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How to Test My Wi-Fi Speed

Updated February 21, 2017

Testing your connection speed is an important way of diagnosing any potential problems you may experience with your home network. Wireless routers, used to create Wi-Fi networks, can drastically slow down your Internet connection if they are experiencing malfunctions. Understanding a simple process for testing you upload and download speed over a Wi-Fi network is instrumental to maintaining your home network.

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Run a speed test on Speedtest.net. Open an Internet browser and type in "speedtest.net" in the address bar. Press "Enter" and you should see Speedtest.net's main page.

Select a server. Speed test sites like Speedtest.net will nearly always require you to select a server to ping before your speed test begins. Speedtest.net approximates your position with an animated rotating yellow star on the map of the US. Hover your mouse over the star and you will be able to select from a list of the cities in the area. Simply select the city that is closest to you if your exact city is not listed.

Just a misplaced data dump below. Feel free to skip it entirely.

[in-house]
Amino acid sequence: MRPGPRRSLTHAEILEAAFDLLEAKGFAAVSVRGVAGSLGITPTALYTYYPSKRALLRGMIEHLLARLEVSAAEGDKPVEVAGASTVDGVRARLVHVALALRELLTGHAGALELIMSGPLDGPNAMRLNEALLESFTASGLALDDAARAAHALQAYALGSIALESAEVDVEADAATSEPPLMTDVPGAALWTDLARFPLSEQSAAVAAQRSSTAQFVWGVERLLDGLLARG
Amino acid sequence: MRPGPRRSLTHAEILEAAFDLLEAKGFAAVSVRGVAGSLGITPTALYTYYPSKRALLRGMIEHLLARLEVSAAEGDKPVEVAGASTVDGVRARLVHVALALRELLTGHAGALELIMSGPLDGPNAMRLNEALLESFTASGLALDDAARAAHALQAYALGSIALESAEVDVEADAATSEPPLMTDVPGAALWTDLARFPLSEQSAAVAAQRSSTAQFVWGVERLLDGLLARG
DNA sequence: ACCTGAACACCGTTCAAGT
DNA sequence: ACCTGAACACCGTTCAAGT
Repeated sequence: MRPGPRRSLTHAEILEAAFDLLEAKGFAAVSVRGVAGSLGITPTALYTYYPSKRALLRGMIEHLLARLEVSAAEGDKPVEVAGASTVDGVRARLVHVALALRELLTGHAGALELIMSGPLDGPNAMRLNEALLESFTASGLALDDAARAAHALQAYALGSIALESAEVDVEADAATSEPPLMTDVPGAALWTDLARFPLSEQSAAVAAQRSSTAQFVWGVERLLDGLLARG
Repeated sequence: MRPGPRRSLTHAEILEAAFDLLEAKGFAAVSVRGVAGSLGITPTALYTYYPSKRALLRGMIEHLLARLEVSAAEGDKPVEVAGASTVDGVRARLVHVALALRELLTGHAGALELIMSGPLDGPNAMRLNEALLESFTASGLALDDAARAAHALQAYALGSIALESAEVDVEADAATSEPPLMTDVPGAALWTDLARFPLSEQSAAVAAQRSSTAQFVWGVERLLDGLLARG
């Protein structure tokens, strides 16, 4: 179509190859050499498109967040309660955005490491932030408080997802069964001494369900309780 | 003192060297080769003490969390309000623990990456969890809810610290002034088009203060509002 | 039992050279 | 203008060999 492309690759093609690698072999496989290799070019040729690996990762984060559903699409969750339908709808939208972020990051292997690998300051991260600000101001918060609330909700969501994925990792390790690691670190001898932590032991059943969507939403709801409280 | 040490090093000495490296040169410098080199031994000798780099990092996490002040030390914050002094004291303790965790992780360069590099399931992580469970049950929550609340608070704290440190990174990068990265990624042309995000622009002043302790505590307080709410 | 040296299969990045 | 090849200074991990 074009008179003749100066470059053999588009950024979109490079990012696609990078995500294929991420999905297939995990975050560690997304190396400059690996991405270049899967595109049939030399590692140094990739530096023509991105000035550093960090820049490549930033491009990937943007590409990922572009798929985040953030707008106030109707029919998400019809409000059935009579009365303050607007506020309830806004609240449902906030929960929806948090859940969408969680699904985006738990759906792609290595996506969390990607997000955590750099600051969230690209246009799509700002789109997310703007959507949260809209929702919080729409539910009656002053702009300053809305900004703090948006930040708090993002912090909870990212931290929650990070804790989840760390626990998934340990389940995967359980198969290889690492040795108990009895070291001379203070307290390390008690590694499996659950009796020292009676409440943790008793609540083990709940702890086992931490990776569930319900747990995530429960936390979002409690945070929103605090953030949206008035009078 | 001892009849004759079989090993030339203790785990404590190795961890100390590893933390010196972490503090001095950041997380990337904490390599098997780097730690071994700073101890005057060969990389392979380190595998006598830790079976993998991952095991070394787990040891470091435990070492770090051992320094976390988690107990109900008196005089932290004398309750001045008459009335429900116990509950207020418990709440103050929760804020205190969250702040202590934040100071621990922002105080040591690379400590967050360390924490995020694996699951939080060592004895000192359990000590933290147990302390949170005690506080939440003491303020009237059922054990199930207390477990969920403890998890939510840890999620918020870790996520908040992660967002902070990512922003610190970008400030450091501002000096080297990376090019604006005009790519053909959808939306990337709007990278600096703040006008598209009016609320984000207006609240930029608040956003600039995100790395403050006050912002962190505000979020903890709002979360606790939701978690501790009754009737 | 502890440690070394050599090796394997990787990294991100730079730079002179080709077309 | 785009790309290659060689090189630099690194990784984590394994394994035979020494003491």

Run several speed tests and evaluate the results. As a general rule, running three or more speed tests will cover any minor variations that may occur between tests. See what Internet speeds are guaranteed by your ISP and compare them to your test results. If you use a separate Internet modem connected to a wireless router, you can also rerun the speed tests with the wireless router bypassed and the modem directly connected to your computer to check if the wireless router is causing a slowdown of your Internet speeds on your Wi-Fi network.

Run speed tests on Speakeasy. You can use generally the same procedure to test your Wi-Fi speeds on other websites like speakeasy.net. Keep in mind that Speakeasy has a more limited selection of cities from which to choose than does Speedtest.net; again simply choose the city that is closest to you is your exact city is not listed.

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About the Author

Eoghan McCloskey is a technical support representative and part-time musician who holds Bachelor of Arts degrees in English and political science from Texas State University. While at Texas State, McCloskey worked as a writing tutor at the Texas State Writing Center, proofreading and editing everything from freshman book reports to graduate theses.

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